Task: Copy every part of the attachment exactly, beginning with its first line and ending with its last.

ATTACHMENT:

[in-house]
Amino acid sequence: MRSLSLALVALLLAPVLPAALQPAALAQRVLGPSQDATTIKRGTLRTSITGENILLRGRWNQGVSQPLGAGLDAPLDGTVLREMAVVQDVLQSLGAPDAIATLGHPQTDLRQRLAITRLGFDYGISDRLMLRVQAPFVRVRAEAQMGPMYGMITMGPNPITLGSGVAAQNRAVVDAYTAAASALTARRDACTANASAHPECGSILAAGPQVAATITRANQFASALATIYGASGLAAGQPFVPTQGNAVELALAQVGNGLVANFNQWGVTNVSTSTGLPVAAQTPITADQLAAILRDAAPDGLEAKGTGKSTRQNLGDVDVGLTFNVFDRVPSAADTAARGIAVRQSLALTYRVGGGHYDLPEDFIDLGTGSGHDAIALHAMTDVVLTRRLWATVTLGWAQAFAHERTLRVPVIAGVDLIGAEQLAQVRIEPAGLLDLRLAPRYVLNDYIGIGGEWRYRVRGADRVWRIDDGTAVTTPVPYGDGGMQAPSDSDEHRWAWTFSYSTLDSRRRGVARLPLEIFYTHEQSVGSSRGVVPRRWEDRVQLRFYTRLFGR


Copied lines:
[in-house]
Amino acid sequence: MRSLSLALVALLLAPVLPAALQPAALAQRVLGPSQDATTIKRGTLRTSITGENILLRGRWNQGVSQPLGAGLDAPLDGTVLREMAVVQDVLQSLGAPDAIATLGHPQTDLRQRLAITRLGFDYGISDRLMLRVQAPFVRVRAEAQMGPMYGMITMGPNPITLGSGVAAQNRAVVDAYTAAASALTARRDACTANASAHPECGSILAAGPQVAATITRANQFASALATIYGASGLAAGQPFVPTQGNAVELALAQVGNGLVANFNQWGVTNVSTSTGLPVAAQTPITADQLAAILRDAAPDGLEAKGTGKSTRQNLGDVDVGLTFNVFDRVPSAADTAARGIAVRQSLALTYRVGGGHYDLPEDFIDLGTGSGHDAIALHAMTDVVLTRRLWATVTLGWAQAFAHERTLRVPVIAGVDLIGAEQLAQVRIEPAGLLDLRLAPRYVLNDYIGIGGEWRYRVRGADRVWRIDDGTAVTTPVPYGDGGMQAPSDSDEHRWAWTFSYSTLDSRRRGVARLPLEIFYTHEQSVGSSRGVVPRRWEDRVQLRFYTRLFGR